"So what's the idea? Are they supposed to punish us for getting our schools back open quickly? That's their mentality: 'Somebody do this for me,'
" Barbour said. "Down here, people said, 'We're going to do this for ourselves, and we hope you'll help us,' and that's what happened."
But, Barbour said, he doesn't bear any ill will toward New Orleanians.
"New Orleans was a very important part of many people in Mississippi's lives," Barbour said, noting he "went to New Orleans seven times" during one semester of college which, "is probably why my grades weren't what they should have been."
Of the Louisiana complaints, U.S. Sen. Trent Lott said, "I don't know if it's justified, but I don't think it's helpful." He said such sniping is not going on between Mississippi's and Louisiana's congressional delegations.
"Our congressional delegations work well, across party lines," Lott said. "I think Louisiana people would have to acknowledge that a good chunk of the money they have gotten is because of the efforts of Sen. (Thad) Cochran, with some help from myself and others."
Lott said, "I'm not going to say anything negative about Louisiana. I feel sorry for them. But one thing they are going to have to answer for is the difference in attitude. They have complained and whined and focused on who else got what. If they would just focus on what they need, they'd be better off."
Reilly Morse, a member of the Steps Coalition community advocacy agency, said, "There's merit to the complaint," when you look at per capita spending on housing. But he said Louisiana and Mississippi sniping at each other about it is "heartbreaking."
"I think there have been some successful efforts to divide advocates for a fair and equitable recovery along state lines, along party lines - because Louisiana's delegation is primarily Democratic and Mississippi's Republican - and along racial lines and class lines," Morse said. "Any time we do that, we are failing ourselves. We are all United States citizens.... My view is that, if Mississippi residents need that much (CDBG spending) to recover, then that ought to be the benchmark for the entire region. If Mississippi has indeed gotten more, then even it out and help them."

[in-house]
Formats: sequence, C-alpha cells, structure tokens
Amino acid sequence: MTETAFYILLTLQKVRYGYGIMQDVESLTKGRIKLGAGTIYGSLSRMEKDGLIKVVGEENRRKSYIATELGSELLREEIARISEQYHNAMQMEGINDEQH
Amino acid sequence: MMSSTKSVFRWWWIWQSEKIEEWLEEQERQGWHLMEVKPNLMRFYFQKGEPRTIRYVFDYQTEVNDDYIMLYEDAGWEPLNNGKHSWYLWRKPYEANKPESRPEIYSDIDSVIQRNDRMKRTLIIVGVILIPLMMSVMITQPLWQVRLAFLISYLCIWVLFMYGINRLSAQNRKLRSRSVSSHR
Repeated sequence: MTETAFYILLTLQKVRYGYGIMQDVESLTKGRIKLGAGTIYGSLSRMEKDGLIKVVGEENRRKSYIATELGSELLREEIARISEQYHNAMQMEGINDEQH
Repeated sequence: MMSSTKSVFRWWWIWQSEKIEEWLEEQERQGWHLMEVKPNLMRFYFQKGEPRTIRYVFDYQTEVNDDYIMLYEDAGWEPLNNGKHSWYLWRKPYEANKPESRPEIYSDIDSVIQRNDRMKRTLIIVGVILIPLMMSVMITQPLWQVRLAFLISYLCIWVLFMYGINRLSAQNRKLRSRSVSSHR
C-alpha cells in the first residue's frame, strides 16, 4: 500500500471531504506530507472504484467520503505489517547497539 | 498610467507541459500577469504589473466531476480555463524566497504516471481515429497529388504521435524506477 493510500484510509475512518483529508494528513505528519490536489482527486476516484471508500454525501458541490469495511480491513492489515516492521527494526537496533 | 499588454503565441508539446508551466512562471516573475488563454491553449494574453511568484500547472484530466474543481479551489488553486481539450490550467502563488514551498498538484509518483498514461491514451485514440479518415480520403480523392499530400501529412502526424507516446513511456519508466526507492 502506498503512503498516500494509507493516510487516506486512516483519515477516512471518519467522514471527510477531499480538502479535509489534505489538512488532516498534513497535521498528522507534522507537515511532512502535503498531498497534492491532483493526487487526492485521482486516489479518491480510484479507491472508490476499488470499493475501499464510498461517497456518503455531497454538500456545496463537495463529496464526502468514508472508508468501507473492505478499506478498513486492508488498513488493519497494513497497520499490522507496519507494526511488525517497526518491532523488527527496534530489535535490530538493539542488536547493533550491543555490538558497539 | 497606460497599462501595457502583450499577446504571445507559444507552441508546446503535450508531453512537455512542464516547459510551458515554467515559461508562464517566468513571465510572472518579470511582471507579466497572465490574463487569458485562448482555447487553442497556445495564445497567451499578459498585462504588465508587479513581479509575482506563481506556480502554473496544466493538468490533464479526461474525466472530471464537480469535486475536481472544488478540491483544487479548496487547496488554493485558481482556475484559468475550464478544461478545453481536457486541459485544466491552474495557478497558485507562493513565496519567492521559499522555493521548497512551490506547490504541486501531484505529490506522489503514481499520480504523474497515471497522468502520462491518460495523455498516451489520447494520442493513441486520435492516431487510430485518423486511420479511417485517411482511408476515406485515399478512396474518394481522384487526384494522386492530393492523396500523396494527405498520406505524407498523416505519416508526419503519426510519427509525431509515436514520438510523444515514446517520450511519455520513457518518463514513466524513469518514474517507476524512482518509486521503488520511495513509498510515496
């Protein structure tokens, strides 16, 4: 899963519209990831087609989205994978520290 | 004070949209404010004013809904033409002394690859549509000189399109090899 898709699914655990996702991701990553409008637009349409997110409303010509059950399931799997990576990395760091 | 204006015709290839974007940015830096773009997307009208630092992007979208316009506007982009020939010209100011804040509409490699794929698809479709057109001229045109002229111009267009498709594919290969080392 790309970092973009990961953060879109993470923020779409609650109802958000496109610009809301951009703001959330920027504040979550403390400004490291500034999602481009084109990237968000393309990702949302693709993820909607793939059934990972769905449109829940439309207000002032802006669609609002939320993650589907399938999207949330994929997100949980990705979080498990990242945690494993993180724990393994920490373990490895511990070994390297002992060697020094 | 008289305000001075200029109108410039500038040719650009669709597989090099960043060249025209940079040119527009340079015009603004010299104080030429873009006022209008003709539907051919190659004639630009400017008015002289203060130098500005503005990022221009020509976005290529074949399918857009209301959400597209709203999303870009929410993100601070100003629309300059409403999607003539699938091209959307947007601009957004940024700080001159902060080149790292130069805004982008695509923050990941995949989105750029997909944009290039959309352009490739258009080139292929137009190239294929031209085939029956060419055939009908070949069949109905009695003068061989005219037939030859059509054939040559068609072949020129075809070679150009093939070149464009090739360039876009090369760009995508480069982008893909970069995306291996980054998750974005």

Gulf Coast Business Council President Brian Sanderson, as a guest on a national TV news show last week, found himself having to defend Mississippi over the Louisiana disparity claims.
"The point I made was that we had a reasonable, well-laid-out plan, a thoughtful plan, and we didn't just go out and ask for $250 billion thinking we'll figure out what to do with it once we get it," Sanderson said. "We've been too busy doing the work of recovery rather than keeping score."
Sanderson said any fighting between the two states would be sound and fury at best, and possibly hurt both states in the long run.
"We have a lot of historical and cultural ties with New Orleans, and economic," Sanderson said. "It doesn't serve anyone good to get into that type argument."
Marty Wiseman, director of the Stennis Institute for Government, notes the irony of any state being envious of Mississippi.
"For once in Mississippi's life, I think we were in the best position to take advantage of who we are and the people we know," Wiseman said. "It was how the stars were aligned - we had as our governor the former chairman of the Republican National Committee, who has helped a number of powerful people in Washington. We had the chairman of the Appropriations Committee and a powerful former majority leader.
"For once, we were standing first in line. Gov. (Kathleen) Blanco was a Democrat coming before what was then (2005-'06) Republican-held (Congress) with a Republican president. She had to introduce herself at our family reunion."